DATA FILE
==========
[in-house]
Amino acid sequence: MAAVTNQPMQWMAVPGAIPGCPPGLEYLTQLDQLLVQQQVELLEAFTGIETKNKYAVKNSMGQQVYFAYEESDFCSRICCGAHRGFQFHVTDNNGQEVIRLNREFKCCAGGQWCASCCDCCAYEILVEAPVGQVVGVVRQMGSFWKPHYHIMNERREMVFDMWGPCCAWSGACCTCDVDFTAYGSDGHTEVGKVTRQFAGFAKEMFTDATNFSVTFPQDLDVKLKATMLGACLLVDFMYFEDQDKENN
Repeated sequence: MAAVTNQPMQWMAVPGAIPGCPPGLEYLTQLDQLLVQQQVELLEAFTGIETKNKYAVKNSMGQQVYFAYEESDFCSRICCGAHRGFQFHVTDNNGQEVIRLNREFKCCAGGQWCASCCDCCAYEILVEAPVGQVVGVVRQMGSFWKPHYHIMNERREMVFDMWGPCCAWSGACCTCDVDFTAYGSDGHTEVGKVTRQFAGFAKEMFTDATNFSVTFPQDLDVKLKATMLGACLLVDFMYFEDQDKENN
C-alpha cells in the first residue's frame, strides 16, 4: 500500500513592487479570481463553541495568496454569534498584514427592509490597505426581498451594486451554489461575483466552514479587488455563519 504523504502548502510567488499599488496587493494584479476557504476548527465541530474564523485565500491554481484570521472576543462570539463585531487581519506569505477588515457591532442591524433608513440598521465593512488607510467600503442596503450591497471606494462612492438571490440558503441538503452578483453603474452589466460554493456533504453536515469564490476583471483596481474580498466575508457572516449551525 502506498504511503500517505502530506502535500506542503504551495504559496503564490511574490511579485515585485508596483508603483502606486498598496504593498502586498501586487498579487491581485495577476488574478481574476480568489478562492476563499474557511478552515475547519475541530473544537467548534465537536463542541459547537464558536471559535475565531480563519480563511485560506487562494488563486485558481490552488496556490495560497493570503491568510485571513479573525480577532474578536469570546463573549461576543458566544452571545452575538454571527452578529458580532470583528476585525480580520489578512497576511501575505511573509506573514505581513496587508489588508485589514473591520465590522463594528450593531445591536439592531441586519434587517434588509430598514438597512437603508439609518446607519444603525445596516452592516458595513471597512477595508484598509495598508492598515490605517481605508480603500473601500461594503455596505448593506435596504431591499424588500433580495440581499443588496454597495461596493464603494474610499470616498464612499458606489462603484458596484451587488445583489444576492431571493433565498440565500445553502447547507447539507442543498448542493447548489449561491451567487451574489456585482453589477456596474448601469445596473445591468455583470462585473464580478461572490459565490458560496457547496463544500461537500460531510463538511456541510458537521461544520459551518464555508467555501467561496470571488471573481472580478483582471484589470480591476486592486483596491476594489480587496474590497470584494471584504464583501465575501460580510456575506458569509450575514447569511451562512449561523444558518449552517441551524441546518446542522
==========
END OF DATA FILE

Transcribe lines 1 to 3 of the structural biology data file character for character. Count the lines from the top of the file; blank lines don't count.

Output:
[in-house]
Amino acid sequence: MAAVTNQPMQWMAVPGAIPGCPPGLEYLTQLDQLLVQQQVELLEAFTGIETKNKYAVKNSMGQQVYFAYEESDFCSRICCGAHRGFQFHVTDNNGQEVIRLNREFKCCAGGQWCASCCDCCAYEILVEAPVGQVVGVVRQMGSFWKPHYHIMNERREMVFDMWGPCCAWSGACCTCDVDFTAYGSDGHTEVGKVTRQFAGFAKEMFTDATNFSVTFPQDLDVKLKATMLGACLLVDFMYFEDQDKENN
Repeated sequence: MAAVTNQPMQWMAVPGAIPGCPPGLEYLTQLDQLLVQQQVELLEAFTGIETKNKYAVKNSMGQQVYFAYEESDFCSRICCGAHRGFQFHVTDNNGQEVIRLNREFKCCAGGQWCASCCDCCAYEILVEAPVGQVVGVVRQMGSFWKPHYHIMNERREMVFDMWGPCCAWSGACCTCDVDFTAYGSDGHTEVGKVTRQFAGFAKEMFTDATNFSVTFPQDLDVKLKATMLGACLLVDFMYFEDQDKENN